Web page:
- The U.S. Department of Justice (DOJ) filed its first criminal charge alleging a group of employers agreed not to poach each other’s employees, the agency announced Jan. 7.
- The agency alleged Surgical Care Affiliates LLC and a related entity agreed with competitors not to solicit each others’ senior-level employees.
- "The charges demonstrate the Antitrust Division’s continued commitment to criminally prosecute collusion in America’s labor markets," said Assistant Attorney General Makan Delrahim in a statement. "Along with our law enforcement partners, the division will ensure that companies who illegally deprive employees of competitive opportunities are not immune from our antitrust laws."
DOJ warned HR professionals in 2016 that no-poach and wage-fixing agreements violate federal law, and that such violations could carry criminal penalties including 10-year prison terms.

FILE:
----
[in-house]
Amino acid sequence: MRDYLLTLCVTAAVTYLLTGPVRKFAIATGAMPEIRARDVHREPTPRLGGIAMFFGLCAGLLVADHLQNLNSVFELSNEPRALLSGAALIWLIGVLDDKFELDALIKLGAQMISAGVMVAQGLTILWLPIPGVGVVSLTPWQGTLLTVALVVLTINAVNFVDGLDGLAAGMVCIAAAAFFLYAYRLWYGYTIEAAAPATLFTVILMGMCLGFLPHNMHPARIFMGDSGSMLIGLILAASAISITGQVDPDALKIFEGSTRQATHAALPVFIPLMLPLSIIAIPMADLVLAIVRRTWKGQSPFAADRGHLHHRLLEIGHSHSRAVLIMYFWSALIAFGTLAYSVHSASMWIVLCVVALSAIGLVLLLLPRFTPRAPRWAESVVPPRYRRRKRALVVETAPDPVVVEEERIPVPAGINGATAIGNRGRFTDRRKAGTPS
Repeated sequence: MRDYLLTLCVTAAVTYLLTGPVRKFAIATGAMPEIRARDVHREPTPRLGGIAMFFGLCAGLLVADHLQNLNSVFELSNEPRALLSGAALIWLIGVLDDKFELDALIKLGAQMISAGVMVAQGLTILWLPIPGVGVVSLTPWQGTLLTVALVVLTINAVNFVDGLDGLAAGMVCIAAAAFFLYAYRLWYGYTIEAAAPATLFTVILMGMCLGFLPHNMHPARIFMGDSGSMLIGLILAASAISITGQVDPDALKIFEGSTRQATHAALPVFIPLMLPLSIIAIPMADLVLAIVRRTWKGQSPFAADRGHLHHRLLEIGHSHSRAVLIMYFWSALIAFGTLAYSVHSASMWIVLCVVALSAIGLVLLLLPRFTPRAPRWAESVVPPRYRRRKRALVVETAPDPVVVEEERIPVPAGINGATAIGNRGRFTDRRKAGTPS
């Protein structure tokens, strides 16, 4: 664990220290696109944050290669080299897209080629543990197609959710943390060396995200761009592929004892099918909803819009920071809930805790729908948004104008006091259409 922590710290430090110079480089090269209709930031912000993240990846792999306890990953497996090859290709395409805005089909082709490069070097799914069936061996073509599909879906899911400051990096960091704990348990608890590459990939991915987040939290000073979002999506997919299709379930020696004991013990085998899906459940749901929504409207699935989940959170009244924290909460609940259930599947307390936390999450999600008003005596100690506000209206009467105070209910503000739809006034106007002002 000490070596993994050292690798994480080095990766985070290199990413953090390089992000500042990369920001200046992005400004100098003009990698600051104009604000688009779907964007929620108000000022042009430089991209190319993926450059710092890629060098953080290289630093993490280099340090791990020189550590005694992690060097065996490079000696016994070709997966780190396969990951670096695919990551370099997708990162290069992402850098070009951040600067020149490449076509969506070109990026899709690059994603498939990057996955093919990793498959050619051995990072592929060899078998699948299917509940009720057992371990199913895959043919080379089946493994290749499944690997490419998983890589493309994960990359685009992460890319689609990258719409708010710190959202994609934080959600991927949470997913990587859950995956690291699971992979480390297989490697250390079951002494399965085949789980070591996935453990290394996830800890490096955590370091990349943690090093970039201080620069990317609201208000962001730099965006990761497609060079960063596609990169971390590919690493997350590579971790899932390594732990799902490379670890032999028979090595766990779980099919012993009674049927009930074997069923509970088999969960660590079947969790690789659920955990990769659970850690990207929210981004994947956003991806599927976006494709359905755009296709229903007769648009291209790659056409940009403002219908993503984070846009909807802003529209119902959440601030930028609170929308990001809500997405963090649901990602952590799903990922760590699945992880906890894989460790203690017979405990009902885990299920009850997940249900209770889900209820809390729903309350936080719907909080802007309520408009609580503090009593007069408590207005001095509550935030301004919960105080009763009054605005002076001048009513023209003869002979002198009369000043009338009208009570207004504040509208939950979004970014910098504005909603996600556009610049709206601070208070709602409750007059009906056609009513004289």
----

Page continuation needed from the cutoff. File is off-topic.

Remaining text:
A little more than a year later, Delrahim told attendees at a conference that the agency would soon announce indictments. Its first charge came shortly thereafter but until now, it had only pursued civil charges.
And while this first criminal charge came during the Trump administration, the agency’s efforts may well continue: "The indictment against SCA is likely just the beginning of DOJ’s employee-allocation criminal enforcement," Cozen O’Connor attorneys wrote for the firm.
HR professionals should be aware that such agreements are a per se violation of the law, meaning the agreement itself is illegal, DOJ has said; the government need not point to an individual who was harmed by it.
To avoid such violations, HR pros can work to understand the law, perform an antitrust audit and devise a reporting mechanism for concerns, employment attorneys previously told HR Dive. Compliance training also is key, they said.